UEB-Pathway Analysis

Guidelines and protocols for Pathway Analysis of omics data

UEB-Pathway Analysis

The Statistics and Bioinformatics Unit ([UEB](http://ueb.vhir.org)) at Vall d’Hebron Research Institute (VHIR) is a support platform whose mission is providing expert advice, services and training in bioinformatics and statistics for clinical and biomedical research.

At the bioinformatics platform of UEB we work with distinct omics data and apply our knowledge to provide researchers with accurate. reliable, robust and, if possible, quick results.

Many of our analyses deal with selecting some type of “feature” such as genes, proteins, microRNAs etc. which may act as a biomarkers for distinguishing, predicting or classifying distinct biological states.

These analyses can be roughly separated in two parts:

  1. Obtaining a list of features, which is usually the result applying some type of statistical or bioinformatical methods and
  2. Doing a biological interpretation of these lists using some type of Pathway Analysis, where the term Pathway or Network Analysis denotes any analytic technique that benefits from biological pathway or molecular network information to gain insight into a biological system. (Creixell et alt, Nature Methods 2015 (12 (7)).

What’s this site for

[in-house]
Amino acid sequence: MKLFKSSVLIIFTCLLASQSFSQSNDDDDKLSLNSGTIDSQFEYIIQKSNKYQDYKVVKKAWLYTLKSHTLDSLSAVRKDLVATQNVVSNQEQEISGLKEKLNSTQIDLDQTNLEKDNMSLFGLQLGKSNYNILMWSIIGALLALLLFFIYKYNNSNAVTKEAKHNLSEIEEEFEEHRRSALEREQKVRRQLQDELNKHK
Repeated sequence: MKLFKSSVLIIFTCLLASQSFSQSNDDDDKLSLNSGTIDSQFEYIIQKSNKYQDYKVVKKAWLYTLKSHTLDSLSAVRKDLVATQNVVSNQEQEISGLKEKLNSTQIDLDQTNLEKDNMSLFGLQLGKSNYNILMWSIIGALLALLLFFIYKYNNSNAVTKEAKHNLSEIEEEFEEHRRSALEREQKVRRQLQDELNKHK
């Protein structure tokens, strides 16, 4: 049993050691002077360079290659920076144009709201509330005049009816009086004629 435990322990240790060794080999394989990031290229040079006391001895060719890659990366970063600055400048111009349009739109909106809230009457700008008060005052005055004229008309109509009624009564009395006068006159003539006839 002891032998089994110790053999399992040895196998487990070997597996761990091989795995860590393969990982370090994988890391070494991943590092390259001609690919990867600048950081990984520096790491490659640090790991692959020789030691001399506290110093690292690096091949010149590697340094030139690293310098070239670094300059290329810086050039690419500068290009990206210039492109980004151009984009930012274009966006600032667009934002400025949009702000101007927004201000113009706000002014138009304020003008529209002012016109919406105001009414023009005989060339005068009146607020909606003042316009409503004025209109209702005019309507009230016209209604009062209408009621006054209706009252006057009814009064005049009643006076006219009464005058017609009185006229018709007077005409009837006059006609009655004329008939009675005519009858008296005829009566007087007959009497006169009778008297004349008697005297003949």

This document provides guidelines and examples of the analyses that can be performed on one or more gene lists to help gain biological insight on the results of some type of omics data analysis (e.g. selection of differentially expressed genes).

Overall these analyses are known as Pathway Analysis. Although one could discuss the exact meaning of the term we will keep it and from now on it will be used to describe any analysis based on a list of genes or other molecular features obtained from an omics data analysis.

There is a huge variety of methods and tools for doing pathway analysis. Khatri (2012) is still a good reference to provide a good comparative overview. We refer the reader to this and similar papers and go straight to the list of recommended tools.

Pathway Analysis

Because we do not aim so much at being comprehensive as at being useful we begin considering three possible approaches that can be undertaken by a researcher when she is faced with the mission of “doing a pathway analysis of my gene list”

As the page progresses we expect to add more examples, more tools, and more explanations.

These three approaches described below differ in sophistication and in difficulty.

  1. The first and simplest one only requires providing a list of genes and going through some web pages that do some variation of enrichment analysis.
  2. A second one is a protocol described in a recent Nature paper that requires using a variety of programs to be completed. While “intended for biologists” it requires at least some time to learn what each tool does, how to set the parameters and how to interpret the results.
  3. The last one relies on Bioconductor and R, and as such, it assumes familiarity with the use of R and Bioconductor for bioinformatic analysis.

Use a single online tool